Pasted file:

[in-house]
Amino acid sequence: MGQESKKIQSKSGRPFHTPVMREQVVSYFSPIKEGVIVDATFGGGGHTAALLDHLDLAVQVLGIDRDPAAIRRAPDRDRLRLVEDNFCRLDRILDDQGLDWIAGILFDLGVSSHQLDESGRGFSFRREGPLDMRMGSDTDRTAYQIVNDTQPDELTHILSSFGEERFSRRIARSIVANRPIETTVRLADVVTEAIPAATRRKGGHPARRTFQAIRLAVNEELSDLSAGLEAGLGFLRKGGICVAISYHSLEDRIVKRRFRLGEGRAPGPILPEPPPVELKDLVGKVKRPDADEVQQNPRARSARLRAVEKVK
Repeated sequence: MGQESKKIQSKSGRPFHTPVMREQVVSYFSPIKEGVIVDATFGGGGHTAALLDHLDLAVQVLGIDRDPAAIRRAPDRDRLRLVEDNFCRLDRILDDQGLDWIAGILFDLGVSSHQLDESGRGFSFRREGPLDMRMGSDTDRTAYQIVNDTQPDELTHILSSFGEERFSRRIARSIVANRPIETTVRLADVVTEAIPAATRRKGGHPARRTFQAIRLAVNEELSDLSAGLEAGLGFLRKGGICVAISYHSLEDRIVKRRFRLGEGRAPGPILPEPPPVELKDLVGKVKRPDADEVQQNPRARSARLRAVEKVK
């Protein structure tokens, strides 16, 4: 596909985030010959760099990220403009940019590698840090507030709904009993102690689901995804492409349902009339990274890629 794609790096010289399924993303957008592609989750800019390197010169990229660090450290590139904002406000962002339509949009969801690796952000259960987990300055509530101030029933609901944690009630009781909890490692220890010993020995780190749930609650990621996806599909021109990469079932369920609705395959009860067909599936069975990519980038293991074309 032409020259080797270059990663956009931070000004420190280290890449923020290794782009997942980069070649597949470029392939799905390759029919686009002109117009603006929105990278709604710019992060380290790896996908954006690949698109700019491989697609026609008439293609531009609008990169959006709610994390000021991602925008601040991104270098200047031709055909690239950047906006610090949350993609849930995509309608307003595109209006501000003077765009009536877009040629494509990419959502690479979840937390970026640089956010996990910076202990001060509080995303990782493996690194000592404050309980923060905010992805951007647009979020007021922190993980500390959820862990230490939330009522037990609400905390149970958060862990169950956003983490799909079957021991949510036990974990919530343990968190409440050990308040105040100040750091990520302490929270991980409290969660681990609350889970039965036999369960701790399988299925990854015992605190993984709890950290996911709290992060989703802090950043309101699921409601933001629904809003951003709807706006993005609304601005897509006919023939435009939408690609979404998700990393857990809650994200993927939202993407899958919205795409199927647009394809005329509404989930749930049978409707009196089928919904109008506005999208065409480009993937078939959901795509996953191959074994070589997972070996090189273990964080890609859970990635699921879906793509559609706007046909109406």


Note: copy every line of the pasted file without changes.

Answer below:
[in-house]
Amino acid sequence: MGQESKKIQSKSGRPFHTPVMREQVVSYFSPIKEGVIVDATFGGGGHTAALLDHLDLAVQVLGIDRDPAAIRRAPDRDRLRLVEDNFCRLDRILDDQGLDWIAGILFDLGVSSHQLDESGRGFSFRREGPLDMRMGSDTDRTAYQIVNDTQPDELTHILSSFGEERFSRRIARSIVANRPIETTVRLADVVTEAIPAATRRKGGHPARRTFQAIRLAVNEELSDLSAGLEAGLGFLRKGGICVAISYHSLEDRIVKRRFRLGEGRAPGPILPEPPPVELKDLVGKVKRPDADEVQQNPRARSARLRAVEKVK
Repeated sequence: MGQESKKIQSKSGRPFHTPVMREQVVSYFSPIKEGVIVDATFGGGGHTAALLDHLDLAVQVLGIDRDPAAIRRAPDRDRLRLVEDNFCRLDRILDDQGLDWIAGILFDLGVSSHQLDESGRGFSFRREGPLDMRMGSDTDRTAYQIVNDTQPDELTHILSSFGEERFSRRIARSIVANRPIETTVRLADVVTEAIPAATRRKGGHPARRTFQAIRLAVNEELSDLSAGLEAGLGFLRKGGICVAISYHSLEDRIVKRRFRLGEGRAPGPILPEPPPVELKDLVGKVKRPDADEVQQNPRARSARLRAVEKVK
């Protein structure tokens, strides 16, 4: 596909985030010959760099990220403009940019590698840090507030709904009993102690689901995804492409349902009339990274890629 794609790096010289399924993303957008592609989750800019390197010169990229660090450290590139904002406000962002339509949009969801690796952000259960987990300055509530101030029933609901944690009630009781909890490692220890010993020995780190749930609650990621996806599909021109990469079932369920609705395959009860067909599936069975990519980038293991074309 032409020259080797270059990663956009931070000004420190280290890449923020290794782009997942980069070649597949470029392939799905390759029919686009002109117009603006929105990278709604710019992060380290790896996908954006690949698109700019491989697609026609008439293609531009609008990169959006709610994390000021991602925008601040991104270098200047031709055909690239950047906006610090949350993609849930995509309608307003595109209006501000003077765009009536877009040629494509990419959502690479979840937390970026640089956010996990910076202990001060509080995303990782493996690194000592404050309980923060905010992805951007647009979020007021922190993980500390959820862990230490939330009522037990609400905390149970958060862990169950956003983490799909079957021991949510036990974990919530343990968190409440050990308040105040100040750091990520302490929270991980409290969660681990609350889970039965036999369960701790399988299925990854015992605190993984709890950290996911709290992060989703802090950043309101699921409601933001629904809003951003709807706006993005609304601005897509006919023939435009939408690609979404998700990393857990809650994200993927939202993407899958919205795409199927647009394809005329509404989930749930049978409707009196089928919904109008506005999208065409480009993937078939959901795509996953191959074994070589997972070996090189273990964080890609859970990635699921879906793509559609706007046909109406």